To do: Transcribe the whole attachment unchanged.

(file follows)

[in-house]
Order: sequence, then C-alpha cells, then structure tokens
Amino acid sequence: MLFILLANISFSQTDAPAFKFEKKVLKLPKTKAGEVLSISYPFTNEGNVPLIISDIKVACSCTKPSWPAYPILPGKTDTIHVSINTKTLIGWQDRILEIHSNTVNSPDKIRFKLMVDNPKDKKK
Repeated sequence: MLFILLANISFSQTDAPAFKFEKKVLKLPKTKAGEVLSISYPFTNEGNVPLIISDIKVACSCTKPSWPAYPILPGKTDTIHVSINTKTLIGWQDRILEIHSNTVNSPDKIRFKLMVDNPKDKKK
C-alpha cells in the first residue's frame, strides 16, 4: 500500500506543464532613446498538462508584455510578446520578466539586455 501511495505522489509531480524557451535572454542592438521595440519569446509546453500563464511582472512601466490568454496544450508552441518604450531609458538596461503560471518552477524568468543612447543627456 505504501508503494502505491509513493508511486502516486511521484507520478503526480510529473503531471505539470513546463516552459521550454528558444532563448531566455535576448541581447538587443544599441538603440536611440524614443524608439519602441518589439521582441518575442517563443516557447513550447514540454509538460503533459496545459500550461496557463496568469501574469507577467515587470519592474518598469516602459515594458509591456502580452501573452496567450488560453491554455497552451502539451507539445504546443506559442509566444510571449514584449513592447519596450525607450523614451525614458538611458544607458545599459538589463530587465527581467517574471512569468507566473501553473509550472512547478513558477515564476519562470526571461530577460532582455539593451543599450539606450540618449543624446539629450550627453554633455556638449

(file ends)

[in-house]
Order: sequence, then C-alpha cells, then structure tokens
Amino acid sequence: MLFILLANISFSQTDAPAFKFEKKVLKLPKTKAGEVLSISYPFTNEGNVPLIISDIKVACSCTKPSWPAYPILPGKTDTIHVSINTKTLIGWQDRILEIHSNTVNSPDKIRFKLMVDNPKDKKK
Repeated sequence: MLFILLANISFSQTDAPAFKFEKKVLKLPKTKAGEVLSISYPFTNEGNVPLIISDIKVACSCTKPSWPAYPILPGKTDTIHVSINTKTLIGWQDRILEIHSNTVNSPDKIRFKLMVDNPKDKKK
C-alpha cells in the first residue's frame, strides 16, 4: 500500500506543464532613446498538462508584455510578446520578466539586455 501511495505522489509531480524557451535572454542592438521595440519569446509546453500563464511582472512601466490568454496544450508552441518604450531609458538596461503560471518552477524568468543612447543627456 505504501508503494502505491509513493508511486502516486511521484507520478503526480510529473503531471505539470513546463516552459521550454528558444532563448531566455535576448541581447538587443544599441538603440536611440524614443524608439519602441518589439521582441518575442517563443516557447513550447514540454509538460503533459496545459500550461496557463496568469501574469507577467515587470519592474518598469516602459515594458509591456502580452501573452496567450488560453491554455497552451502539451507539445504546443506559442509566444510571449514584449513592447519596450525607450523614451525614458538611458544607458545599459538589463530587465527581467517574471512569468507566473501553473509550472512547478513558477515564476519562470526571461530577460532582455539593451543599450539606450540618449543624446539629450550627453554633455556638449